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2020.11.13 08:00

LRT English Newsletter: Belarus goes nuclear, Lithuania goes ballistic

Benas Gerdžiūnas, Justinas Šuliokas, LRT.lt2020.11.13 08:00

LRT English Newsletter – November 13, 2020.

Belarus' nuclear plant – that very same one that Lithuania has been campaigning against – has seemingly suffered an incident days after beginning to produce electricity.

“The country will become a nuclear power,” lauded Alexander Lukashenko, just a day before the plant was taken offline. According to media reports, voltage-measuring transformers exploded outside the nuclear reactor.

A need to replace some equipment “arose”, the Belarusian Energy Ministry confirmed without elaborating. Vilnius has long complained about the lack of transparency over a string of other incidents during the construction phase of the plant.

Now, Lithuania has lodged calls with the European nuclear regulators to take action and has requested official information about the incident from Minsk.

But the nuclear behemoth, just 50 kilometres from Vilnius, has also driven a wedge between the Baltic states. Or, apparently, within Lithuania itself.

The country has yet to ratify a new deal that would see a pan-Baltic boycott of electricity produced at the Astravyets NPP and would also regulate energy trade with Russia.

The reasons for the delay – alleged infighting between ministries and Lithuania’s energy regulator claiming it has not been party to the decision taken at the highest political level. Here’s an explainer.

CORONAVIRUS UPDATES

A quick fire round of coronavirus updates:
Vaccines could reach Lithuania as early as January.
– You can now register for your Covid-19 test online.
– Don’t get your hopes up too fast, as the quarantine is likely to be extended.
– It seems Lithuanians jumped on the opportunity to visit bars and restaurants one last time.
– Hospitals across the country are sounding the alarm bells, saying the situation is becoming critical.

LITHUANIA’S NEW GOVERNMENT UPDATE

The two liberal and the conservative parties have now signed a coalition agreement. Although the posts have not been confirmed yet, the Liberal Movement is set to receive two ministries and the Freedom Party three.

The likely next prime minister, Ingrida Šimonytė from the conservatives, has attracted some international media coverage after claiming the country would support “those fighting for freedom” in Taiwan.

Meanwhile, the parties in Lithuania did promise to be more polite and change the country’s “political culture”. But can they really achieve their pledge to stop bickering?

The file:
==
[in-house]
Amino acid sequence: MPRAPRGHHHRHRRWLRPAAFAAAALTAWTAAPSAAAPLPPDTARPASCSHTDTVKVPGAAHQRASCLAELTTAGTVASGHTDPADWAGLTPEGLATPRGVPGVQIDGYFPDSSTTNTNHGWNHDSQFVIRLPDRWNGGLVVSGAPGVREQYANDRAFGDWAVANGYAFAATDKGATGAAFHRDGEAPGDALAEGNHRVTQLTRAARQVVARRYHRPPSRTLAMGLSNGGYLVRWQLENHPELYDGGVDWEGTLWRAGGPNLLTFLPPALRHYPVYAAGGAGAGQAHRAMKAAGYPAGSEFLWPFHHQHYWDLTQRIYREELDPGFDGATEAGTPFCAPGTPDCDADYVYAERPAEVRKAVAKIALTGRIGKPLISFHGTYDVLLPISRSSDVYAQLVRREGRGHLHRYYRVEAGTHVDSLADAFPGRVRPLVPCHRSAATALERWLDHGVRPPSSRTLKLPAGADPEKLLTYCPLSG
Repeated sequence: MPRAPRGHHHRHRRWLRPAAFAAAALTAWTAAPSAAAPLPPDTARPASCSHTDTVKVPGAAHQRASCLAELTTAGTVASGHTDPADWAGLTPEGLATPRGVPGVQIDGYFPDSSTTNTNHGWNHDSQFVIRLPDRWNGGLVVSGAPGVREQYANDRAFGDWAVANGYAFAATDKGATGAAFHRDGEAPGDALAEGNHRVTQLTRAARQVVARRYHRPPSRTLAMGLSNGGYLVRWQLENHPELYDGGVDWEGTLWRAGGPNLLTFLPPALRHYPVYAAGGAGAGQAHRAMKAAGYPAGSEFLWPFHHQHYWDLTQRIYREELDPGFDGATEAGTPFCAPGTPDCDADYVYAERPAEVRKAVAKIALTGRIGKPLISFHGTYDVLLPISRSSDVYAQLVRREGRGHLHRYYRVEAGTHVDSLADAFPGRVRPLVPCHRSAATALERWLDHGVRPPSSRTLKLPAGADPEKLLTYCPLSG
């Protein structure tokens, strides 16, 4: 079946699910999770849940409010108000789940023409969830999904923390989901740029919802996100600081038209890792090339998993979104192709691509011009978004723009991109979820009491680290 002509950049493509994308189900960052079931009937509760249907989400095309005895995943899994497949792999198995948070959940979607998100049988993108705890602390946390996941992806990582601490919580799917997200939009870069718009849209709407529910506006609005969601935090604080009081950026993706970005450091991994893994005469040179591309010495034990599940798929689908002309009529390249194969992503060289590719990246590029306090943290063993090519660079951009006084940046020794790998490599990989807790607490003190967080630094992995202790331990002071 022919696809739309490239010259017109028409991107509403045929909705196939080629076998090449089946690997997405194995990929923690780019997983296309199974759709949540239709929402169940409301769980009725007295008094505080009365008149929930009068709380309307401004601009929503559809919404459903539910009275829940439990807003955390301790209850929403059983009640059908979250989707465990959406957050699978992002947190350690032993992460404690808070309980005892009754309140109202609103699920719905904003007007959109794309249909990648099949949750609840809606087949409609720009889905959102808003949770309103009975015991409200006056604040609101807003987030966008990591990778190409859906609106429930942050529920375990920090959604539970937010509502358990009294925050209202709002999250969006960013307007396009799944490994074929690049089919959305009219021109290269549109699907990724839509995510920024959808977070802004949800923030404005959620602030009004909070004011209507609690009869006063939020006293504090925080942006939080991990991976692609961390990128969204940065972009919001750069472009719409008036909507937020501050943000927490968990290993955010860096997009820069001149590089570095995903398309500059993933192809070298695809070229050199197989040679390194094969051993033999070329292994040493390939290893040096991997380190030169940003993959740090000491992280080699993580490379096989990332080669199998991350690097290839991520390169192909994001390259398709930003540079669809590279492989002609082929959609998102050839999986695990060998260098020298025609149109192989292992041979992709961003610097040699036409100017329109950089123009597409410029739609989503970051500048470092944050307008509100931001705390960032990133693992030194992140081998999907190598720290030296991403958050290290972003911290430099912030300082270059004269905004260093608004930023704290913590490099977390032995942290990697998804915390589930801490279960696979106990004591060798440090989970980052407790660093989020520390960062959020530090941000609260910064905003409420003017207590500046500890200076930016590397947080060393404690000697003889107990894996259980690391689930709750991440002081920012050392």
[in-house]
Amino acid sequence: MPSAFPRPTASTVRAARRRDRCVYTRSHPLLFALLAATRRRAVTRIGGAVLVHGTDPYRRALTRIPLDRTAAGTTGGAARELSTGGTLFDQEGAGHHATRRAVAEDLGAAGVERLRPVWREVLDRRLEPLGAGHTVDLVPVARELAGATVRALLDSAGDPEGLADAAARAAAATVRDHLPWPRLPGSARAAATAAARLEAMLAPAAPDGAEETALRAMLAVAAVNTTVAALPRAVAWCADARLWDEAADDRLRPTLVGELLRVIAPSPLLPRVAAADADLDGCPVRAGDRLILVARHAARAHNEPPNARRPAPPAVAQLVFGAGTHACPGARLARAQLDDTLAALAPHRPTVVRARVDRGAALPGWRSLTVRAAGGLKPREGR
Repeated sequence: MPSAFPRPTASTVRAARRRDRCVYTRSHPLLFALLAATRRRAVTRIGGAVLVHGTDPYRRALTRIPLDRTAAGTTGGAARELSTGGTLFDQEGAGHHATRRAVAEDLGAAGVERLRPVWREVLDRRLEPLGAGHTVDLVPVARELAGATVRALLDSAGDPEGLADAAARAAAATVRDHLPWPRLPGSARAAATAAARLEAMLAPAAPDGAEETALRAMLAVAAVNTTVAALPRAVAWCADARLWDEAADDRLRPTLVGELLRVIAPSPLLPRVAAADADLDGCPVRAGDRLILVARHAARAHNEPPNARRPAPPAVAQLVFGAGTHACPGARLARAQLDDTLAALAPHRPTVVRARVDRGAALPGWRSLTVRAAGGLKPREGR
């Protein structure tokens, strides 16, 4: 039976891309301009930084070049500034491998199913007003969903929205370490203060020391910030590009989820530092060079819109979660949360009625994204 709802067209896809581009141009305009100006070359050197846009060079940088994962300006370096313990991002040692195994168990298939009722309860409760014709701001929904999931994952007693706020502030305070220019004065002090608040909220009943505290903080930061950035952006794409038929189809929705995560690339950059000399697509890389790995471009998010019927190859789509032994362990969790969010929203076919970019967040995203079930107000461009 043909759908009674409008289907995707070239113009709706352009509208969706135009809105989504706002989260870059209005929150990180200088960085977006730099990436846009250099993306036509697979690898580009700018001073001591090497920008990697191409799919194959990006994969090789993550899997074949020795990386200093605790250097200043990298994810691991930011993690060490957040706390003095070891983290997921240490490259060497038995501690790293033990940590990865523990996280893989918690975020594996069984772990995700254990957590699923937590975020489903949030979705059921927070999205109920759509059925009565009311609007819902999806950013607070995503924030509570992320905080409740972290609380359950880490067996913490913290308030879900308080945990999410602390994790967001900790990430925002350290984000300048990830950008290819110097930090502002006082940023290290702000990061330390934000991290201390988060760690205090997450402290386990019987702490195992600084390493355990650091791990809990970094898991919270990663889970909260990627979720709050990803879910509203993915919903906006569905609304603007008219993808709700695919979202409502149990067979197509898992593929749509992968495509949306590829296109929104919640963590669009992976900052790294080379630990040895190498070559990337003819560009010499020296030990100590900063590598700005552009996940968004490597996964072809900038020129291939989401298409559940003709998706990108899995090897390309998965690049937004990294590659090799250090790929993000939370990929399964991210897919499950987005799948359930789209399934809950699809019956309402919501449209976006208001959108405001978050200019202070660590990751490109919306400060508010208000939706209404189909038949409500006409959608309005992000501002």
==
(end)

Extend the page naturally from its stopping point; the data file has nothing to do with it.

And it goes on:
Looking to the other side of the continent, Šimonytė said Lithuania hoped for less bitter relations between the European Union and the United States after Joe Biden was elected president.

Similarly, Lithuanian President Gitanas Nausėda also hoped for more attention to the security of the Baltic states.

The election in the US claimed a somewhat unexpected casualty in Estonia after a far-right minister resigned following his party’s claims that the election was “rigged”.

BIGGING UP VILNIUS

Lonely Planet, one of the leading travel publications, has named Vilnius as one of the top 10 cities for expats. Do you agree? We would love to hear your experiences in the Lithuanian capital. Drop us a line – English@lrt.lt.

CHURCH PAEDOPHILIA SCANDAL

The Church paedophilia scandal shaking Poland has also reverberated across the border in Lithuania. Henryk Gulbinowicz, a cardinal sanctioned by the Vatican, has streets dedicated to him in Lithuania and holds honorary titles. However, Vilnius District municipality said they would not judge and has so far dodged calls by other politicians to take action. Meanwhile, the country’s Culture Ministry said an award given to Gulbinowicz in 2013 would be revoked.

EDITOR’S PICKS:

– On Poland's Independence Day, Lithuanian President Gitanas Nausėda thanked Warsaw for “the defence of democratic values, human rights and freedoms in our neighbourhood”. Although Nausėda spoke about “our neirghbourhood”, some commentators pointed out the problematic time of the greeting, as Poland is seeing mass protests against a ban on abortions.

– A local community in Liverpool came together to speak out against racism and xenophobia after a group of teenagers assaulted a seven-year-old boy from Lithuania.

– Due to “deteriorating” security in the Baltics, Sweden is set to dramatically raise its defence budget by 40 percent. In an interview with LRT.lt, the country’s Ambassador to Lithuania Inger Buxton talks defence, coronavirus, Belarus, and “feminist foreign policy”.

– What was it like to be a woman anti-Soviet partisan? Here are the stories of Lilly and Pine

– The EU took months to agree on sanctions against Belarus due to a single member state using its veto power. But if Brussels dropped this cornerstone principle, would small countries like Lithuania see their influence dwindle?

– The danger of drowning seems to have been as high in the 16th century as today, judging by the remains of a medieval soldier found in Lake Asveja.

– Britain has sentenced a teenager who advised a Lithuanian neo-Nazi terrorist on how to make a bomb. Luckily, it failed to explode during the attack on Western Union offices in Vilnius last year.

– Wondering what the inside of the Vilnius TV tower looks like? Read the story here.

– A conference on abortions hosted at the presidential palace has set off alarm bells among Lithuania’s human rights watchers.

Would you like to contribute to LRT English? Please send your suggestions, submissions, and pitches to english@lrt.lt

Written by Benas Gerdžiūnas
Edited by Justinas Šuliokas

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